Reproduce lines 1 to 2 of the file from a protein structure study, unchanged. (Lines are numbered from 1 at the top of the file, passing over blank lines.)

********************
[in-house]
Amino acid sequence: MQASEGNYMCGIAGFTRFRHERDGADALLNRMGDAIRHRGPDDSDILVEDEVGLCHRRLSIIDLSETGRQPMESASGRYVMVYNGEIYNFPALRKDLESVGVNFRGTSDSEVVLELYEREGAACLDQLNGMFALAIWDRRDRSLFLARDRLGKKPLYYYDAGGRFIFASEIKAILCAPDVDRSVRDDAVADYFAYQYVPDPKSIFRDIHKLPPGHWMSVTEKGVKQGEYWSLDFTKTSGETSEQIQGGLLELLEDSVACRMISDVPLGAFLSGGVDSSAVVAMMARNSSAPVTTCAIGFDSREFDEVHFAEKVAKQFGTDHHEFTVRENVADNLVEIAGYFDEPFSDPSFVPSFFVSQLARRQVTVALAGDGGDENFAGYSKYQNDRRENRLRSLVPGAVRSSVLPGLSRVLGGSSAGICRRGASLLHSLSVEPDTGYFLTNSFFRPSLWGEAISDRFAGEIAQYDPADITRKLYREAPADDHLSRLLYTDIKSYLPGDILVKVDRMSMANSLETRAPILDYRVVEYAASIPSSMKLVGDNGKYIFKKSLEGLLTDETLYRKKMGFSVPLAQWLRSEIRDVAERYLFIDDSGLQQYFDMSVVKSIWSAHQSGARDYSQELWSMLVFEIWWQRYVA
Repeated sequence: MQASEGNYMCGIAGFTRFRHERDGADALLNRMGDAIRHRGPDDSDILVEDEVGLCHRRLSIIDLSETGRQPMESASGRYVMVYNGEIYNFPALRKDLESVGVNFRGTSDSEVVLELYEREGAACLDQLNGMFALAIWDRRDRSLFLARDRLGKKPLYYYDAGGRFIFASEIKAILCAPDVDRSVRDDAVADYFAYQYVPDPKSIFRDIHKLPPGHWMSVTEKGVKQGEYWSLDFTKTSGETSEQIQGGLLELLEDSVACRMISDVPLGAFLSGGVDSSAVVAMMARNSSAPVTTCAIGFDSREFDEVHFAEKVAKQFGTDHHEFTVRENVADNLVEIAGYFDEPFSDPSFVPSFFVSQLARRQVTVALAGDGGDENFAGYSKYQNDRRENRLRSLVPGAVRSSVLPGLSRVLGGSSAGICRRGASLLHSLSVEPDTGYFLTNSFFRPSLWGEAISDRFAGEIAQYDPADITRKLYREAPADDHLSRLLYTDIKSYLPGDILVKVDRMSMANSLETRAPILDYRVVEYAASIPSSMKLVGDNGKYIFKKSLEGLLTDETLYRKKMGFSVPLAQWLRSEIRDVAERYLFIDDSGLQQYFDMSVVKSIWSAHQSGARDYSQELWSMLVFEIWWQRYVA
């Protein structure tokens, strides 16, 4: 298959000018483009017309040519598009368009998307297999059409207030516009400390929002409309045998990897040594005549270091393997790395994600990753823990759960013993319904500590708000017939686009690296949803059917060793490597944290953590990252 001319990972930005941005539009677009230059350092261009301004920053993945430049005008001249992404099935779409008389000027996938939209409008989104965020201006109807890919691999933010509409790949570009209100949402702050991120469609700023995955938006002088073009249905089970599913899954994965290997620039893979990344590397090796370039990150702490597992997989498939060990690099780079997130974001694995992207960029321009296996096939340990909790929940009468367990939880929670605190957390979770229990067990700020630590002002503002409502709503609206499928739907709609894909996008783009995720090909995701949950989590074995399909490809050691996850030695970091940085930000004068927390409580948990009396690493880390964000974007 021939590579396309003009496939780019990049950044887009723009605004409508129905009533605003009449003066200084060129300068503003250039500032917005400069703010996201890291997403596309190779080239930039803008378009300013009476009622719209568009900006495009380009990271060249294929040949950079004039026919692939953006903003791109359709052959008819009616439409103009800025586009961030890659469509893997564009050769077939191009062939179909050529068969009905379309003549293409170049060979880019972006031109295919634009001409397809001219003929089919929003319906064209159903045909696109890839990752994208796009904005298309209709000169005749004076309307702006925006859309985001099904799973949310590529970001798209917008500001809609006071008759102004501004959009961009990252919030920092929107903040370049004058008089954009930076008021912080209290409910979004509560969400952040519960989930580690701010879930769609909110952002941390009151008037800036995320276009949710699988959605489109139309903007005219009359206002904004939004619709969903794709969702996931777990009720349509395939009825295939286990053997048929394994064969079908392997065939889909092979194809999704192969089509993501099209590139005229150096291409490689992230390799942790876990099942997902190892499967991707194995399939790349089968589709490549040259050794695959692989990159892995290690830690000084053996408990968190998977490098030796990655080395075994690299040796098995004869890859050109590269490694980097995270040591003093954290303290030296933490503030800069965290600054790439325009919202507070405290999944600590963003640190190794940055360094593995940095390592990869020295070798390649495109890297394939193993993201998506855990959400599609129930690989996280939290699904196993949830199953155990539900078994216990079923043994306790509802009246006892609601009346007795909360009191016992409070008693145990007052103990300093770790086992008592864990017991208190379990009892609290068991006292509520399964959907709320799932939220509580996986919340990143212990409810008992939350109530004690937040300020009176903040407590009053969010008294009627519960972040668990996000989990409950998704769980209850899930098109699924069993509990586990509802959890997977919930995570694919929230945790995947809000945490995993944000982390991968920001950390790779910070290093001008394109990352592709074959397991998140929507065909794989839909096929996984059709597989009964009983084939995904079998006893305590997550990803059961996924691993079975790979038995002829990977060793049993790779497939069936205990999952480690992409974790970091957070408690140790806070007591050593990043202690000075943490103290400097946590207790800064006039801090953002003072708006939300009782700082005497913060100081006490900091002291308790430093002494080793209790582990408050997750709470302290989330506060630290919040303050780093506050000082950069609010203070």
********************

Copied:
[in-house]
Amino acid sequence: MQASEGNYMCGIAGFTRFRHERDGADALLNRMGDAIRHRGPDDSDILVEDEVGLCHRRLSIIDLSETGRQPMESASGRYVMVYNGEIYNFPALRKDLESVGVNFRGTSDSEVVLELYEREGAACLDQLNGMFALAIWDRRDRSLFLARDRLGKKPLYYYDAGGRFIFASEIKAILCAPDVDRSVRDDAVADYFAYQYVPDPKSIFRDIHKLPPGHWMSVTEKGVKQGEYWSLDFTKTSGETSEQIQGGLLELLEDSVACRMISDVPLGAFLSGGVDSSAVVAMMARNSSAPVTTCAIGFDSREFDEVHFAEKVAKQFGTDHHEFTVRENVADNLVEIAGYFDEPFSDPSFVPSFFVSQLARRQVTVALAGDGGDENFAGYSKYQNDRRENRLRSLVPGAVRSSVLPGLSRVLGGSSAGICRRGASLLHSLSVEPDTGYFLTNSFFRPSLWGEAISDRFAGEIAQYDPADITRKLYREAPADDHLSRLLYTDIKSYLPGDILVKVDRMSMANSLETRAPILDYRVVEYAASIPSSMKLVGDNGKYIFKKSLEGLLTDETLYRKKMGFSVPLAQWLRSEIRDVAERYLFIDDSGLQQYFDMSVVKSIWSAHQSGARDYSQELWSMLVFEIWWQRYVA